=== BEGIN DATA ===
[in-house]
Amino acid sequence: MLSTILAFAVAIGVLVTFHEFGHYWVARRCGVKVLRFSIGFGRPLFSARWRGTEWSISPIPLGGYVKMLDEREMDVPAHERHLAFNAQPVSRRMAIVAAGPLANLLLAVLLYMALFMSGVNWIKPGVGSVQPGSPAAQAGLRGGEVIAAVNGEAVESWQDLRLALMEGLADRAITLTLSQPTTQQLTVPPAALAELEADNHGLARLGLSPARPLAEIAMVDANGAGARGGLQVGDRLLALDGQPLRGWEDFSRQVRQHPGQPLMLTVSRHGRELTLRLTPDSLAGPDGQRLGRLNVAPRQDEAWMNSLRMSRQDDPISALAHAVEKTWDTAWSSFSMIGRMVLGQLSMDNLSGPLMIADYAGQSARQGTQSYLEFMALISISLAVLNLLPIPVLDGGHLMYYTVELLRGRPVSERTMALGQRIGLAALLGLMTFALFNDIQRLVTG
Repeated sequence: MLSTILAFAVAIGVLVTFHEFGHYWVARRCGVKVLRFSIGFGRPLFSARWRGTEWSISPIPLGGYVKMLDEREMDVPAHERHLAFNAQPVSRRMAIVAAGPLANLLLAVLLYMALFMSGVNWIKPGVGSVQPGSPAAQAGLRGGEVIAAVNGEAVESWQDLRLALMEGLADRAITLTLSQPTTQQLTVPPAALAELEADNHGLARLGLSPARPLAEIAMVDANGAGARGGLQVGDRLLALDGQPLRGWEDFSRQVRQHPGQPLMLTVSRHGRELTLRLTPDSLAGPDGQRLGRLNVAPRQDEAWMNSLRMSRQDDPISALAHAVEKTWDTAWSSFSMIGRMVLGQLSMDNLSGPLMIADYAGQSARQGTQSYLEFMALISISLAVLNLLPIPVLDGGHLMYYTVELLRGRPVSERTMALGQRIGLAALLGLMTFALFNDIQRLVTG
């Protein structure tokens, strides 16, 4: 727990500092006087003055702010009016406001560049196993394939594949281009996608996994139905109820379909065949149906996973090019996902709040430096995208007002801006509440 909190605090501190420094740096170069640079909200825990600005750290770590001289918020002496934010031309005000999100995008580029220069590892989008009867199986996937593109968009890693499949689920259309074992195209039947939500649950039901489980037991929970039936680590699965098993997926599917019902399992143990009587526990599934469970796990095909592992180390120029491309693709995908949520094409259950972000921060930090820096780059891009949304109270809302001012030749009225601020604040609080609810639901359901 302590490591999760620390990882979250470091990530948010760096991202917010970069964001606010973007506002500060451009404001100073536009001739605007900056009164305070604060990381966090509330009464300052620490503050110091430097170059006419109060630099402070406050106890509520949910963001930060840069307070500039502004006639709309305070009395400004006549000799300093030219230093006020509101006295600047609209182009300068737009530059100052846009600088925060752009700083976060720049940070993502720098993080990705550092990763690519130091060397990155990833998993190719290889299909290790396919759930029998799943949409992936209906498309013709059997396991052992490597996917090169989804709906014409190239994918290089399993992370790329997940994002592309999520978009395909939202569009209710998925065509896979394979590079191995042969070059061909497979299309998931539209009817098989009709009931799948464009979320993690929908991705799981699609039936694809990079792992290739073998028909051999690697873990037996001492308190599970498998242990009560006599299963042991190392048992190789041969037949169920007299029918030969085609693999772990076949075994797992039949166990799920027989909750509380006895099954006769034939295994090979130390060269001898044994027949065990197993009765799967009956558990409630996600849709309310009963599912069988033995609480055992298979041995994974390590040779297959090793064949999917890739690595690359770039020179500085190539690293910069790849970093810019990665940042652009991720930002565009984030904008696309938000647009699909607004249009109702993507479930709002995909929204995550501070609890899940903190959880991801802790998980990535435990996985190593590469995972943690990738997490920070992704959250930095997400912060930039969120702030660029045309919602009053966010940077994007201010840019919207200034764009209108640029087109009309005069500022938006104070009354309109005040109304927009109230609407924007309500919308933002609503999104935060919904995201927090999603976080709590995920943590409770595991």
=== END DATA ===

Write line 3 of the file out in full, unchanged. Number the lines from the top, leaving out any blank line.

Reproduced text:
Repeated sequence: MLSTILAFAVAIGVLVTFHEFGHYWVARRCGVKVLRFSIGFGRPLFSARWRGTEWSISPIPLGGYVKMLDEREMDVPAHERHLAFNAQPVSRRMAIVAAGPLANLLLAVLLYMALFMSGVNWIKPGVGSVQPGSPAAQAGLRGGEVIAAVNGEAVESWQDLRLALMEGLADRAITLTLSQPTTQQLTVPPAALAELEADNHGLARLGLSPARPLAEIAMVDANGAGARGGLQVGDRLLALDGQPLRGWEDFSRQVRQHPGQPLMLTVSRHGRELTLRLTPDSLAGPDGQRLGRLNVAPRQDEAWMNSLRMSRQDDPISALAHAVEKTWDTAWSSFSMIGRMVLGQLSMDNLSGPLMIADYAGQSARQGTQSYLEFMALISISLAVLNLLPIPVLDGGHLMYYTVELLRGRPVSERTMALGQRIGLAALLGLMTFALFNDIQRLVTG